Friday, August 29, 2008

Henry: Portrait of a Serial Killer

(This is a review I'd written for website The review in it's original layout can be found here.)

It took me six years to watch Henry: Portrait of a Serial Killer. I started it when I was fourteen. I didn't finish it until I was twenty. Anyone that's seen it knows at exactly what scene I stopped it.

True horror isn't being chased through a wooded area, stalked down a corridor, or to be terrorized by poltergeists. True horror is being shown your own vulnerability. For the most part, we walk through life completely secure. We live as a part of a civilized society. The fear of having a rock dropped on our heads was exchanged for a 401k. It's an assumption that the person standing next to you at the crosswalk won't shove you in front of an on-coming bus. Laws help reinforce these assumptions. So does base human compassion. Few of us project violence/malice/abhorrence on their fellow man. We tend to expect the same in return. In Mary Shelley's tale of the modern Prometheus, Frankenstein's monster loathes itself. He lashes out, killing the friends and family of his creator. And he does it in the name of retribution; for bringing him into this world and for not taking care of him. Henry: Portrait of a Serial Killer updates Shelley's story by arguing that it's not only the associated parties who are at risk. It's all of us. This sentiment is best depicted early in Henry. Our subject sits in his car, his head casually following the women who pass by. For no reason other than where they parked, any of these women will be his next victim.

Henry (Michael Rooker) looks like The Shape minus the Shatner mask. Broad shouldered, he hunches over himself, speaking his few lines softly. But when violence presents itself, we see a metamorphosis. It's a morbid Clark Kent letting go of his meek alter ego. Instead of leaping tall buildings in a single bound, he mutilates hookers with ease. In his mentally deficient sidekick, Otis (Tom Towles), Henry gets to play father and mentor. He understands criminology and its fundamental concepts (such as modus operandi), and is regaled in being able to display this knowledge for his faux brood. When Otis’ sister Tracy arrives with hopes of making it big in the Windy City, the family is finally rounded out.

The happy days are fleeting for the clan. As Henry grows attached to Tracy, he realizes to care about someone is to sacrifice part of who he has become. In Swingers, Ron Livingston describes the attachment to heartache by making the remark that, “You miss the pain because it was part of your life for so long.” Henry has lived his life alone. Though the idea might seem romantic, we get the sense that Henry understands it can’t be. The genetic pool Tracy stems from has about as much depth as a Crocodile Mile. She doesn’t understand his reluctance, and tries to force herself inside him. In her defense, all she knows of Henry is second-hand from her practically retarded brother. The fact that Henry defends her from Otis’ constant incestuous compulsions leaves Henry seeming the hero.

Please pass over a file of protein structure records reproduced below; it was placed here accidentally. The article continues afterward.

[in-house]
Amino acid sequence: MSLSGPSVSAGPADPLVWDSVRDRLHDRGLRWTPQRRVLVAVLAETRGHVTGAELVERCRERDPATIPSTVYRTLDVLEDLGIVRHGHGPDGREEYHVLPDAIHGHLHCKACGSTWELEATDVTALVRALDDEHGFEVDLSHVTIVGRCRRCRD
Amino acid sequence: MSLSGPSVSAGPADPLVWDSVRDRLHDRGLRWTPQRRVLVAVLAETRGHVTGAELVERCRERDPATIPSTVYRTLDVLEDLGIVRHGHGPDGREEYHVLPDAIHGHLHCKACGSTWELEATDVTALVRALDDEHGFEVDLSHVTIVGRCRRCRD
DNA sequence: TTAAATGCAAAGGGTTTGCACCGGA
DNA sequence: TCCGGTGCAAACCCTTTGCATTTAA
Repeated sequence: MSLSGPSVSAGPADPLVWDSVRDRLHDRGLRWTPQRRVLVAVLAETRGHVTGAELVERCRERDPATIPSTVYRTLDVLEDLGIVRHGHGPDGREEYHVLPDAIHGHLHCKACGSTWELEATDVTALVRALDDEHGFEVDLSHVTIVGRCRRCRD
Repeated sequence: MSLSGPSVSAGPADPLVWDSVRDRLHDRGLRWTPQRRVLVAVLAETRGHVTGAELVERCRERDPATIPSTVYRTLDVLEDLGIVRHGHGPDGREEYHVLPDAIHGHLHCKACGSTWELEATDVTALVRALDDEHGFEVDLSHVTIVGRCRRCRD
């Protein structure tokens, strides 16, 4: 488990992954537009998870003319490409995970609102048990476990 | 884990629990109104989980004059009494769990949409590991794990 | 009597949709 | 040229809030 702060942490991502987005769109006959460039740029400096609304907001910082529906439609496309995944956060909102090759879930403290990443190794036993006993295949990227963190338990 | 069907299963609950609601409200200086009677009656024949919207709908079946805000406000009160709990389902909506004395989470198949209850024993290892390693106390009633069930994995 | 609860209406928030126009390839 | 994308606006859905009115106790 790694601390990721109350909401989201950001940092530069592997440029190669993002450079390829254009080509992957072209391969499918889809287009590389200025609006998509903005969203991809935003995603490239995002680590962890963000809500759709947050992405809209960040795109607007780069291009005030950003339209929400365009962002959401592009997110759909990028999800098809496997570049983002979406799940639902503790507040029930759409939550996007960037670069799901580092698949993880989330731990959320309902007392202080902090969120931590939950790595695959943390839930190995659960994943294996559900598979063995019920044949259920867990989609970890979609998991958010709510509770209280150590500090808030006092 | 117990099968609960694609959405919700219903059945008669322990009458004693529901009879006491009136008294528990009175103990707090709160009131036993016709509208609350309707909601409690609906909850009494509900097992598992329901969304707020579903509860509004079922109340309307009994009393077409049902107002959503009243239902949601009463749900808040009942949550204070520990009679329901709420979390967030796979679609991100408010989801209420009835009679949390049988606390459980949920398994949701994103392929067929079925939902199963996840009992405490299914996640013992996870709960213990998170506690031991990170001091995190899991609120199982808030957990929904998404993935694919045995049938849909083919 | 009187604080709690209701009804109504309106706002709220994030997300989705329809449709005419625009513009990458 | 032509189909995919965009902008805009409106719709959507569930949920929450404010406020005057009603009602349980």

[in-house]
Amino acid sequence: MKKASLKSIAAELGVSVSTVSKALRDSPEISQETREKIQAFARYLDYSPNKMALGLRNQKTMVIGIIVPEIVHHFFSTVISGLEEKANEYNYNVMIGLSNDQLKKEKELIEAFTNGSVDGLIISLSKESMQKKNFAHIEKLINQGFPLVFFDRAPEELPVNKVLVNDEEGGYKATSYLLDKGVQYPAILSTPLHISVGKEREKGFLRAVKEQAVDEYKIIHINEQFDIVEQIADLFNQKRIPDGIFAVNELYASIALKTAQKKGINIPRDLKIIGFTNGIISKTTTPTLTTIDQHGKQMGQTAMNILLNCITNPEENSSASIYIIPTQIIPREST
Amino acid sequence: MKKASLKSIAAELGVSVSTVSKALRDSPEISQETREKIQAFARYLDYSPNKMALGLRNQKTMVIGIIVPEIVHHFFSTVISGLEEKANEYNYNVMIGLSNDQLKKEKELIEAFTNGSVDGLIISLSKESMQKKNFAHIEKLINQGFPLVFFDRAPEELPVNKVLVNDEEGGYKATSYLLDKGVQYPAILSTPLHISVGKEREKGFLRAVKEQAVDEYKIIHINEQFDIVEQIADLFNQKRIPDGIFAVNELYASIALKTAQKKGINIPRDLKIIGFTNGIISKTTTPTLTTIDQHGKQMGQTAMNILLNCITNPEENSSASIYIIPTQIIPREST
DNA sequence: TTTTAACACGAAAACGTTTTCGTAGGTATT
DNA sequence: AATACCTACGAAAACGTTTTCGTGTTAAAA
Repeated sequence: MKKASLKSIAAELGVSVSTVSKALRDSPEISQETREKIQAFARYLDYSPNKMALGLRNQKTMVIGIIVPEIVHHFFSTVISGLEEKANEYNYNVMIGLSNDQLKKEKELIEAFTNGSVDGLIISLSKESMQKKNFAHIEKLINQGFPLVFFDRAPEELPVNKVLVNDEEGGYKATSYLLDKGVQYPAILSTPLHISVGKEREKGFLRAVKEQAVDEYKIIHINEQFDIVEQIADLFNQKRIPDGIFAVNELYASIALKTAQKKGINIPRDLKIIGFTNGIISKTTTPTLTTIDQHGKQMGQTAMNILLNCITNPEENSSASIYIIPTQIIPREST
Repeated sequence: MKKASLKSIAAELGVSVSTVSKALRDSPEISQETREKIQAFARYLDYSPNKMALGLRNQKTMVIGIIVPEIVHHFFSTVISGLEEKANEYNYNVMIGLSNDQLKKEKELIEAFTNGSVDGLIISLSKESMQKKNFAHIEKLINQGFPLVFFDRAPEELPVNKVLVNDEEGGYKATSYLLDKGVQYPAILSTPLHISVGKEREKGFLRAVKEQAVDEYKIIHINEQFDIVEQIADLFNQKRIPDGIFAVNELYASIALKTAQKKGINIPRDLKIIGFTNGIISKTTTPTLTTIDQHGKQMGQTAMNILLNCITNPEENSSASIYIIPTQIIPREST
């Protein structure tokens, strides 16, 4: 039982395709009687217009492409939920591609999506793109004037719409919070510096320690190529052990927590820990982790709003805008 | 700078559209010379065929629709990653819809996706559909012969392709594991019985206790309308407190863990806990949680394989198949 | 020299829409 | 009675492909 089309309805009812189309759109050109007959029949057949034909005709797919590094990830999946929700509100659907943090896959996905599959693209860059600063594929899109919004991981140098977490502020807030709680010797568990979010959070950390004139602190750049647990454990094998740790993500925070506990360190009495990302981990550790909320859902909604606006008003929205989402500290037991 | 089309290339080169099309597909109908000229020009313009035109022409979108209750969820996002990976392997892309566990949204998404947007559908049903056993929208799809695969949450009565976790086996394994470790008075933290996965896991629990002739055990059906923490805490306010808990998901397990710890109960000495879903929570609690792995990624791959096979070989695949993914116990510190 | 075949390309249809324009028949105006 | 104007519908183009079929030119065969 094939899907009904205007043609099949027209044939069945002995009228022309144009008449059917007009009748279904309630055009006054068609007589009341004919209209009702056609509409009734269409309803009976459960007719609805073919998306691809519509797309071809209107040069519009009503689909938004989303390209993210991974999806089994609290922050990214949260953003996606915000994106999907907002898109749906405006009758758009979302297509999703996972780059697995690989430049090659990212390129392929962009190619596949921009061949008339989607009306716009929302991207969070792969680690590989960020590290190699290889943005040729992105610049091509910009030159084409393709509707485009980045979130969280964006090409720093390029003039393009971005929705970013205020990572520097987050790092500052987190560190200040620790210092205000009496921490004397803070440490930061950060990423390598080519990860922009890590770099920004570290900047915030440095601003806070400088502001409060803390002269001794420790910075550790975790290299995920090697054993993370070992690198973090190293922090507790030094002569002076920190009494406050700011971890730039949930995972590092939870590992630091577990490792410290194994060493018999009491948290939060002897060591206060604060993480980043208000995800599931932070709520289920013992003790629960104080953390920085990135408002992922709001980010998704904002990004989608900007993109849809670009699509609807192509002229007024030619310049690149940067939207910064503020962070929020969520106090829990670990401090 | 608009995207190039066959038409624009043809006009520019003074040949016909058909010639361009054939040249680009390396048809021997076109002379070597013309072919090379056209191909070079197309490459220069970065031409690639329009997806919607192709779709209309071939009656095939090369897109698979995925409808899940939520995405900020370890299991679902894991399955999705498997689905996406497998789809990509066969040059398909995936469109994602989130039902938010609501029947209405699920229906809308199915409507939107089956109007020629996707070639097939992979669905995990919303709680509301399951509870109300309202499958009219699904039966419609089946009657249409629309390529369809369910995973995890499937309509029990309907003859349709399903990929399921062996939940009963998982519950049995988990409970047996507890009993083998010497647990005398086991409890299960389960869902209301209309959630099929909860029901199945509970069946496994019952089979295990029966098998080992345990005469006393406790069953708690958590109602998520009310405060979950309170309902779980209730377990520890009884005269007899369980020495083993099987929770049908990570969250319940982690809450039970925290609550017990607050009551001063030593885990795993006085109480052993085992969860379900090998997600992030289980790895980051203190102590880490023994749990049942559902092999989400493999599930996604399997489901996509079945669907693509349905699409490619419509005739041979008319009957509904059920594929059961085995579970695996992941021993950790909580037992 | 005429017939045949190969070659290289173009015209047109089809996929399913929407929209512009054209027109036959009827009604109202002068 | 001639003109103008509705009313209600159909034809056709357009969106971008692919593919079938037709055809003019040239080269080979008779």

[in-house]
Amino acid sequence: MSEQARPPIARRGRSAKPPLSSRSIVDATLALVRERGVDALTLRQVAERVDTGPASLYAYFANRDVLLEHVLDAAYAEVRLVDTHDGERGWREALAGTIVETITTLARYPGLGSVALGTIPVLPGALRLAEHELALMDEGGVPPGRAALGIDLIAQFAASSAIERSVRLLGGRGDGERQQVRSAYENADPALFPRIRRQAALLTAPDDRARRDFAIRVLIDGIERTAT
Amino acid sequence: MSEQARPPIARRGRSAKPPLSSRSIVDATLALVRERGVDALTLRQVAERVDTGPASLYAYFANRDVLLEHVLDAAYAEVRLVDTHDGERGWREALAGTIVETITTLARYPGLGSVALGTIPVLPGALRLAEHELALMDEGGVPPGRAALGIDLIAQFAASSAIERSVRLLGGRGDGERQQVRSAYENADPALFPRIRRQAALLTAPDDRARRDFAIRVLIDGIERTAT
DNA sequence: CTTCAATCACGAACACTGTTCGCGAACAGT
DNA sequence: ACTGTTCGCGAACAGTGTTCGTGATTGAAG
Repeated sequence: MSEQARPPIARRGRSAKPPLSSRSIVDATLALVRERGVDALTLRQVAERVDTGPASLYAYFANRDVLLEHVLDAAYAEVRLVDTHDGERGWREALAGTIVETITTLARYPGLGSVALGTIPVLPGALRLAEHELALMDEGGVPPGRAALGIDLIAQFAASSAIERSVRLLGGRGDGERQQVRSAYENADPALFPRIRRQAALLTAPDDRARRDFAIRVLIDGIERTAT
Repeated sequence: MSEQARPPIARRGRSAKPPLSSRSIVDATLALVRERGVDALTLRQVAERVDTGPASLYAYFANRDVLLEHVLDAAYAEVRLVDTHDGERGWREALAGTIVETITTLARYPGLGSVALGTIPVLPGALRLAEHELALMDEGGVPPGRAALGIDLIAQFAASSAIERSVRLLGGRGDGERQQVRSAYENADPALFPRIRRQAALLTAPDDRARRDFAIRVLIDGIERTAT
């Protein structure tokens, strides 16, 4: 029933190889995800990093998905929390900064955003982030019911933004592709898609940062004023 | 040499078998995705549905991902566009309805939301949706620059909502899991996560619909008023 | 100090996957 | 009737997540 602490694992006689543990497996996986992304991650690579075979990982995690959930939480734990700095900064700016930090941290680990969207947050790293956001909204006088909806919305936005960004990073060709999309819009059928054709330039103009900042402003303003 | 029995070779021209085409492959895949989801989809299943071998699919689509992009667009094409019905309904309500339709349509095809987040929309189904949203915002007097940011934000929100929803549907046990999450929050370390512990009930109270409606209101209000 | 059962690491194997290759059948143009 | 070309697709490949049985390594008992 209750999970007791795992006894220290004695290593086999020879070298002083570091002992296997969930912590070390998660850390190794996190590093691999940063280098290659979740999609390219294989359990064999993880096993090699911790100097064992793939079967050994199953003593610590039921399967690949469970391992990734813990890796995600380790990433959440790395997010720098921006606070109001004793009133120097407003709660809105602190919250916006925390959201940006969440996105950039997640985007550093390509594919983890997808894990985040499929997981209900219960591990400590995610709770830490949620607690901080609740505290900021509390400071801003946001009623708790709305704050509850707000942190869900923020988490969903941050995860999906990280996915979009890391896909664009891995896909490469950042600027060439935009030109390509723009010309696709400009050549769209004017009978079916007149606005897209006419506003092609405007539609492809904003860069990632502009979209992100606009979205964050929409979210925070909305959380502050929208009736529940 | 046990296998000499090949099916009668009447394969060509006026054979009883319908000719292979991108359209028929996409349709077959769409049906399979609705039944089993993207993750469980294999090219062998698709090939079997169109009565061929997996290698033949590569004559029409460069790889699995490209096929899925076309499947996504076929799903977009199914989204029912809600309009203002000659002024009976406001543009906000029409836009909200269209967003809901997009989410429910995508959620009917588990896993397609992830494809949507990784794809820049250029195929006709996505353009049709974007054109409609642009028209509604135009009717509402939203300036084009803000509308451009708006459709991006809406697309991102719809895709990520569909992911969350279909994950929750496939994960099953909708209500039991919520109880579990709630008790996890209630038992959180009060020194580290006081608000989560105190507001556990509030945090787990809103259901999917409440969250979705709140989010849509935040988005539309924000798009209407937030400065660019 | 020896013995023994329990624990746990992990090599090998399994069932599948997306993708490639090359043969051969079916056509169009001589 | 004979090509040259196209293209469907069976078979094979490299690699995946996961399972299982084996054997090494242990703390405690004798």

In David Mamet's (practically unreadable) book Bambi vs. Godzilla, he devotes an entire chapter to the Cinema's great performances. He doesn't single out Dean, Dietrich, or Stewart. Instead, he opts to list a stream of bit players who brought some kind of intensity to their static roles. In Henry, a candidate could be found in Lisa Temple. Her dialogue is nothing more than a series of muffled screams. She's withheld by Otis, his legs wrapped around her as he gropes and licks at her breasts. It's a scene so repulsive you can feel his coarse stubble on your cheek. She's forced to watch her husband and child have their necks snapped by the men who have invaded her home. As Henry pins her son to the living room floor, her foot reaches out. It's a gesture that's as desperate as it is futile. And most importantly, it's true. In her bare foot we see both the maternal instinct, and the inability to ever fully protect the ones you love. It's such a tragic display that we, the audience, are almost relieved when she's killed. No longer is she forced to bear witness to such horror. And there's the rub. As Henry and Otis leave the scene of the crime, you realize that the events you're witnessing are being watched - after the fact. Otis and Henry sit in their squalor, watching this trophy tape of their crime. We're forced to endure the scene along with them, repeatedly. (This is the scene that made me shelf the movie and go back to Street Fighter II.)

No movie is without its flaws. As Otis' sister Becky, Tracy Arnold gives a performance that's comparable to cold air on a cavity. A friend I recommended this movie to was unable to get past her. Not just the Lifetime-style of her delivery, but she's the character in the slasher movie who runs upstairs when the killer comes in the house. She's wrought with bad choices, throughout. Becky's job is to cull the back story from Henry and Otis, two men so emotionally stunted; they could never engage one another about their childhood. Without her, the men would sit in silence, stare at the TV, and drink Schlitz malt liquor. Which is exactly what my friends and I have planned for tonight. Though her presence may be daunting, it is necessary.

If you ever want to help someone stranded alongside the road, don't watch this movie. If you're a single woman who lives in the Chicago area, don't watch this movie. If you ever want to see Michael Rooker in anything and not be disturbed, don’t watch this movie.

If you're sixteen, find a copy of Street Fighter II for the SNES. Don't pick Blanka, he’s worthless. If you know how to use Chun Li, you'll always win.

1 comment:

Moaning Myrtle said...

You can download Street Fighter on your xbox 360 too.